“In several cases, I was speaking to teenagers who are the teenage children of those who made the first promises,” Ross said, marveling at the wonder of leading those he knew as babies in the same commitment as their parents to wait for their future mate.

Susan (Fitzgerald) Bohannon was among that first group of students making True Love Waits commitments at Tulip Grove. Now married and a mother of three, Bohannon noted that the movement that began when she was a teenager has reached beyond her Tennessee church to impact the lives of people across the world as they make the transition from childhood to adulthood with their purity intact.

“True Love Waits was not just for one generation of teens but every generation of teens,” Bohannon said. “The children who are being born now will be teens one day, and it will be for them. It is not a movement that is relevant to only our culture or our ways, but [it is] an international, intergenerational and timeless movement.”

Since its formation, True Love Waits has spread to more than 100 countries – something for which Ross said only God can receive the credit.

“For a Supreme Being, this was no problem at all,” Ross said. “The fact that the movement continues in its 20th year is a clear indication that it is empowered by the Spirit of God and not by some human ingenuity.”

Ross said it was the Lord’s hand that allowed the movement to spread beyond the walls of Tulip Grove.

“We had virtually no funds for advertising to let people know about the movement,” Ross said, recalling the fledgling days of True Love Waits. “So God simply harnessed the entire news industry at zero cost.

“As I explained True Love Waits to Katie Couric on the ‘Today Show,’ or as Oprah interviewed the teenagers on her show, that was more powerful than millions of dollars of advertising,” Ross said. “Virtually every national news [outlet] or local news coverage carried stories about True Love Waits. You cannot explain that other than the Spirit of God.”

Next year (2014) will mark True Love Waits’ 20th year as an outreach of LifeWay Christian Resources of the Southern Baptist Convention (SBC). More than 100,000 teens’ commitment cards were displayed at the 1994 SBC annual meeting in Orlando followed by a display of 200,000-plus commitments on the National Mall in Washington, D.C., in July of that year.
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Photo by Baptist & Reflector

Richard Ross, a professor at Southwestern Seminary in Fort Worth, Texas, prays with about 65 teenagers and their parents during a True Love Waits ceremony at the Nashville-area Tulip Grove Baptist Church on Feb. 3.


Though a tally has never been kept of those who have made the True Love Waits pledge, a U.S. government study conducted three years after True Love Waits began found that 3 million teenagers had made a promise of purity. As the movement grew and expanded into other denominations and countries, Ross believes the number of commitments made to date reaches into the multimillions.

In the 20 years of True Love Waits’ existence, the United States has seen a decrease in teenage sexual activity. Before then, there had been 20 years of steady increases. In countries where the movement has spread, AIDS infection rates also have declined, while they continue to rise in other nations.

Part of the longevity of the movement can be traced to its leadership, which understands that effective teenage decisions must be heart-based and not fear-based.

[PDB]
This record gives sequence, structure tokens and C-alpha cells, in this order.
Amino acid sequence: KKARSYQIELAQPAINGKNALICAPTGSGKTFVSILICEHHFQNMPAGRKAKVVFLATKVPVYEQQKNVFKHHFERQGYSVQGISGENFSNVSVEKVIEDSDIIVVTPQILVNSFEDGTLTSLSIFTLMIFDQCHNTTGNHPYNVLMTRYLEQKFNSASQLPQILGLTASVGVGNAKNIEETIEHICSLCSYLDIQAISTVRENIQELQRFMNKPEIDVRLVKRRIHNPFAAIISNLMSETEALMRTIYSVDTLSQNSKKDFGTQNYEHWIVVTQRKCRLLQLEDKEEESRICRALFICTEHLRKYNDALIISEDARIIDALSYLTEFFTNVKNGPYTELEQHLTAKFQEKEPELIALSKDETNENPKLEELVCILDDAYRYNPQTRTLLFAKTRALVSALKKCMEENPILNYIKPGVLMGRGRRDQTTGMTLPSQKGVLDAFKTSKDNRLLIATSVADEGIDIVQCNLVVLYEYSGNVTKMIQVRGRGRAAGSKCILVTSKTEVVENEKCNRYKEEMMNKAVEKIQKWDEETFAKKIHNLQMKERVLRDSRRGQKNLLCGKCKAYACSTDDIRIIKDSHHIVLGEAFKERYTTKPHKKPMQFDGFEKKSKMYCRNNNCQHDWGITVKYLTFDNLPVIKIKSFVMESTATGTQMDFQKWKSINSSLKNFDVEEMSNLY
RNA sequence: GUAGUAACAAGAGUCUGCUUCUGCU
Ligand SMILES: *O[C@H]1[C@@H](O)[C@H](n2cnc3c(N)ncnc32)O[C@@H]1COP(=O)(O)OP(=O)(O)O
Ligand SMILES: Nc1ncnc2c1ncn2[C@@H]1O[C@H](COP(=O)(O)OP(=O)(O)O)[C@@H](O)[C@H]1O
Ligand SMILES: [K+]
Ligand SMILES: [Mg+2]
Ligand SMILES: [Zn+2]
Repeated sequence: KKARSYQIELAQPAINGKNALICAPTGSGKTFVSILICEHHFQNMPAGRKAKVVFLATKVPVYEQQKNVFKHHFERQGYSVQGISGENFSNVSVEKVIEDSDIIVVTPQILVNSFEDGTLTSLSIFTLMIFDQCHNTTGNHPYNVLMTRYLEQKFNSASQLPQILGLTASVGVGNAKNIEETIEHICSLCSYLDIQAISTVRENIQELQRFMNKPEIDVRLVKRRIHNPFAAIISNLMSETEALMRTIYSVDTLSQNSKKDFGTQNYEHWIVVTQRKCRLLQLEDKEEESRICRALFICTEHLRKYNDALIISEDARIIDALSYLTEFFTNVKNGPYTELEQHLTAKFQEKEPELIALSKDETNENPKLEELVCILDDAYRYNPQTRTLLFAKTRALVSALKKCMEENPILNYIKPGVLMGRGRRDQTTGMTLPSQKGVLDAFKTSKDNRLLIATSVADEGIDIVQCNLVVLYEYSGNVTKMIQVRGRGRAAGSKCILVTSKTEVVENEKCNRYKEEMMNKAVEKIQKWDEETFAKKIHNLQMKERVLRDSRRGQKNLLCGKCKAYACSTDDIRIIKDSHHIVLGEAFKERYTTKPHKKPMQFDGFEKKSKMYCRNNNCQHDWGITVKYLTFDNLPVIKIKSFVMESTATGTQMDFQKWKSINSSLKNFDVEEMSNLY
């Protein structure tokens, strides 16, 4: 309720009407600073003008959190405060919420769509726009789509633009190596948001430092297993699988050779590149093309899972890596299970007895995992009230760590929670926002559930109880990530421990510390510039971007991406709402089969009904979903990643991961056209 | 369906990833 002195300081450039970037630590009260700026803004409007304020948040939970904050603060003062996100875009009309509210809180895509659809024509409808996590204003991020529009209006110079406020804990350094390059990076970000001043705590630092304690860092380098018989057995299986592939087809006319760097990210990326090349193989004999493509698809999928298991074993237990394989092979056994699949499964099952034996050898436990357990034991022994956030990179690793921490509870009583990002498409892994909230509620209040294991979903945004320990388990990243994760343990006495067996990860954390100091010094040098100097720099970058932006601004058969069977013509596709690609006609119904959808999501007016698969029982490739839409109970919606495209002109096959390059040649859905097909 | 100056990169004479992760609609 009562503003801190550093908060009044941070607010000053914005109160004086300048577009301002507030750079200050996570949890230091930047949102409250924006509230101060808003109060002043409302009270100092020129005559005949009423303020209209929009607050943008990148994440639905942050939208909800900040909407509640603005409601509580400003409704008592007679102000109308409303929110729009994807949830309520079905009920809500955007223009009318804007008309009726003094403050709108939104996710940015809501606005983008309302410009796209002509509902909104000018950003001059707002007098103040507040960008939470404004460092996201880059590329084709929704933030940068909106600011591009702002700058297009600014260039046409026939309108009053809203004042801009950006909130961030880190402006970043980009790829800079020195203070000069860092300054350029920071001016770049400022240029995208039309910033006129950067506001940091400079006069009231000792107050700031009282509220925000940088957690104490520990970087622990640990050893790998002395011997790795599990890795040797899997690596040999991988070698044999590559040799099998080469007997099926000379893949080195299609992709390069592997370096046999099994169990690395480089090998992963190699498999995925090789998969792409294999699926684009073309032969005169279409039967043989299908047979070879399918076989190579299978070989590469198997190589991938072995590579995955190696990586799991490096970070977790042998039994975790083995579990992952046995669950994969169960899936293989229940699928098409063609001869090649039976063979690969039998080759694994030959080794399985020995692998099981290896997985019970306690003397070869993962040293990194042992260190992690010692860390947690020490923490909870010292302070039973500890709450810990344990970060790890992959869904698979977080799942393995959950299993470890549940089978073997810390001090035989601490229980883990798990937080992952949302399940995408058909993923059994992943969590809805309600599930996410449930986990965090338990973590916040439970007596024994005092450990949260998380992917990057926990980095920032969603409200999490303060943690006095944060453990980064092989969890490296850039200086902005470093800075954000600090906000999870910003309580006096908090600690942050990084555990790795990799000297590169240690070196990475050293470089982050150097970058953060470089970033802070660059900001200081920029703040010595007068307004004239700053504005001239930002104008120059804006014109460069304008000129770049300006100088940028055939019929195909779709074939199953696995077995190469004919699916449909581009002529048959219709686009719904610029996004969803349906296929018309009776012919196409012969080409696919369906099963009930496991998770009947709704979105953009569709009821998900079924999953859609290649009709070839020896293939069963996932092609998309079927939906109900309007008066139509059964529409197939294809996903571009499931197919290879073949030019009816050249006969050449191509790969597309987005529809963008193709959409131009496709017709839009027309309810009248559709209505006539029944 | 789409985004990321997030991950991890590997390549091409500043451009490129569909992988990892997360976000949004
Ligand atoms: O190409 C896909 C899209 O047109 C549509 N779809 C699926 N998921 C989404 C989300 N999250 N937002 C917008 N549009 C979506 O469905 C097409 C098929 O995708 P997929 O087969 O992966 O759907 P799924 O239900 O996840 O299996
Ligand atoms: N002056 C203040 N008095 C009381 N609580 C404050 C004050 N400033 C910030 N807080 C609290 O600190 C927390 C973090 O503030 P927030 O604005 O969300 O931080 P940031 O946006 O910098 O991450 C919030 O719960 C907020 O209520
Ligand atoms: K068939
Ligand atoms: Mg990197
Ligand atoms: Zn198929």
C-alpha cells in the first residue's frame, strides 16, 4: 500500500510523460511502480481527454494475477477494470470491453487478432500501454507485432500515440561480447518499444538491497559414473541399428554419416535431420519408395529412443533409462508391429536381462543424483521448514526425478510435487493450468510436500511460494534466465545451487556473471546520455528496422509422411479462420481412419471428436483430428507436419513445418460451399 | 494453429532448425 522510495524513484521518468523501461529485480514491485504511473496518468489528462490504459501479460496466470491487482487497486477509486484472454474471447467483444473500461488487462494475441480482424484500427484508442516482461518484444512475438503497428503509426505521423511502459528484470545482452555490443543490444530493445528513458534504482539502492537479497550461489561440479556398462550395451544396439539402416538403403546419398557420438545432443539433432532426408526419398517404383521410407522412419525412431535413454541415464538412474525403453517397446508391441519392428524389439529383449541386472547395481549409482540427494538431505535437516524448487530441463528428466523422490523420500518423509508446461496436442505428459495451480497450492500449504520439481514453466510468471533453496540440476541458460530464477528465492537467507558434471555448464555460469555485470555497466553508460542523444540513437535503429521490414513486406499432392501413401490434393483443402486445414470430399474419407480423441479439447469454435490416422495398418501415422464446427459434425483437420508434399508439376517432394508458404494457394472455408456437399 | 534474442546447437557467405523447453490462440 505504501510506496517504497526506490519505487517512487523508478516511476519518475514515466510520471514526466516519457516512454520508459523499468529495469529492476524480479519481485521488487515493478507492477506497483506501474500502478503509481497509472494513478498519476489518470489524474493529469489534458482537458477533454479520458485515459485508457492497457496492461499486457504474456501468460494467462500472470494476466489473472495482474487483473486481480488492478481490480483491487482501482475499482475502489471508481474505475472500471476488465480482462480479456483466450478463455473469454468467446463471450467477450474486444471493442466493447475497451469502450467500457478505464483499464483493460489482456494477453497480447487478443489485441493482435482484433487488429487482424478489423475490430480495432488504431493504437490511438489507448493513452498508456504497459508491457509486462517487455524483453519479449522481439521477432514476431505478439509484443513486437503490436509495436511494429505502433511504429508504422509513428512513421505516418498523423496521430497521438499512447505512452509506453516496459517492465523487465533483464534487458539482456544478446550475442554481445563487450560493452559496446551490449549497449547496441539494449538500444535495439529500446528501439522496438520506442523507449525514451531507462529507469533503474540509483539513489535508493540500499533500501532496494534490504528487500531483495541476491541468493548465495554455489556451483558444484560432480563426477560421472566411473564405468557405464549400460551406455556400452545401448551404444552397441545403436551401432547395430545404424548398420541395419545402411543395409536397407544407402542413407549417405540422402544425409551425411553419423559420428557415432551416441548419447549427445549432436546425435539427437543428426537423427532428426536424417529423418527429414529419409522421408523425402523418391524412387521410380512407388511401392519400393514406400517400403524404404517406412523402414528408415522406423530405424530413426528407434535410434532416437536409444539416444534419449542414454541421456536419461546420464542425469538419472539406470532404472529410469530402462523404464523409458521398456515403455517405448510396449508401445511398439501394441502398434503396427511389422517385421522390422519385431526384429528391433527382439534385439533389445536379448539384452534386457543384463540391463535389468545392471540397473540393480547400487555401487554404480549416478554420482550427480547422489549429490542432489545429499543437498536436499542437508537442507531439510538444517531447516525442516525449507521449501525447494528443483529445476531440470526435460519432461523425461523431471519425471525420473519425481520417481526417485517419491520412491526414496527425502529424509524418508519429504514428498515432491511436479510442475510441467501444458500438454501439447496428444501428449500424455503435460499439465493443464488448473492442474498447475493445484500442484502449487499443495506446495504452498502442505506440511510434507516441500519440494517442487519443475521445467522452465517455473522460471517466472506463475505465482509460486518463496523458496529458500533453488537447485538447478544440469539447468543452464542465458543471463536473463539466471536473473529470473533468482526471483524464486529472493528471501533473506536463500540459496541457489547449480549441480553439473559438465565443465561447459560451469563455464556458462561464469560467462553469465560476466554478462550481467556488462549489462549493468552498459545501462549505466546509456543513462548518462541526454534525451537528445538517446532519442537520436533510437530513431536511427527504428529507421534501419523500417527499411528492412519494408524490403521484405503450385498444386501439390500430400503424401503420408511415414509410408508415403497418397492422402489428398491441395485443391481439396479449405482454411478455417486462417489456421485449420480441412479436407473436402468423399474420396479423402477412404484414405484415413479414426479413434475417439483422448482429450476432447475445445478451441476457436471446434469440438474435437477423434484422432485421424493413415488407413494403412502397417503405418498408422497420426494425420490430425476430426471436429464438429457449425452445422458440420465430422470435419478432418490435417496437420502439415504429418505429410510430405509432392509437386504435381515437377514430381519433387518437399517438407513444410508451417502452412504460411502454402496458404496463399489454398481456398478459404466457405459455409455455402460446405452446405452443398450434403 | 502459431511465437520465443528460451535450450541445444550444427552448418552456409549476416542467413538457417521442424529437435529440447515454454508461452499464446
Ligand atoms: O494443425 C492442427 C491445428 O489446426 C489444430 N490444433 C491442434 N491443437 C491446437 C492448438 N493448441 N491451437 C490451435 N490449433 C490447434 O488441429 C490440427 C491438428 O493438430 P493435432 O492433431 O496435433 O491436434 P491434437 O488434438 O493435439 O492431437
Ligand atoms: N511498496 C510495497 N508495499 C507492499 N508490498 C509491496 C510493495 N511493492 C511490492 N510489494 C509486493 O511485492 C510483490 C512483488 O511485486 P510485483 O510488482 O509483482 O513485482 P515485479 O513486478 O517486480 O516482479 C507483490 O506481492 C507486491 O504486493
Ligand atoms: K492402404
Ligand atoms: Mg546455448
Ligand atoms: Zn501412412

“Teenagers live with a developmental characteristic called the myth of invulnerability,” Ross said. “They really do not believe that bad things can happen to them, which means calling young people to abstinence and purity only to avoid negative consequences will never be effective.

“We have to give them much stronger and a much higher motivation,” he said. “They really need to believe that they’re committing the most intimate part of who they are for the glory of the King.”

Ross explained that while True Love Waits’ focus always has transcended preventing sexually transmitted diseases and unintended pregnancies, it stretches beyond simply being an obedient Christian. The focus, Ross explained, is the glorification and magnification of Christ.

“In the past, True Love Waits young people have often made promises thinking, ‘Jesus wants me to do this because it will make my life better, so bad things will not happen to me, so I will not be a disobedient Christian,’“ Ross said. “There is an element of truth in each of those statements, but I detect a shift [toward] ‘Not that I do this so that my life will be better, but I choose purity for Christ’s glory. I am doing this for His sake, not my sake. I am doing this because He deserves adoration, and the purity of my life is a way to show Him that adoration.’

“The focus comes off of ‘me,’ and the focus goes to ‘Him.’ There is no moralism,” Ross said. “If I choose sexual purity for the glory of Christ, that is just pure worship.”

Ross said he has seen that act of worship transfer into worship through marriage.

“In scores of weddings over the past 20 years, brides and grooms have made slight changes to the wedding ceremony in order to celebrate promises they made as teenagers,” Ross said. “For example, we know of True Love Waits rings that have been melted down and have become part of wedding rings.

“We know of tattered True Love Waits cards that have been exchanged by brides and grooms after riding in a billfold or purse for many years. I have loved this for the joy it brought to the couple but also for the witness it is to the younger youth watching from the audience,” he said. “They got to see the power of promises kept.”

By the end of the Disciple Now weekend at Tulip Grove, 65 more teenagers made promises they pray to keep as well. Jeff Pratt, Tulip Grove’s youth pastor, told the Baptist & Reflector newspaper that the commitment service on Sunday was a great day for the church.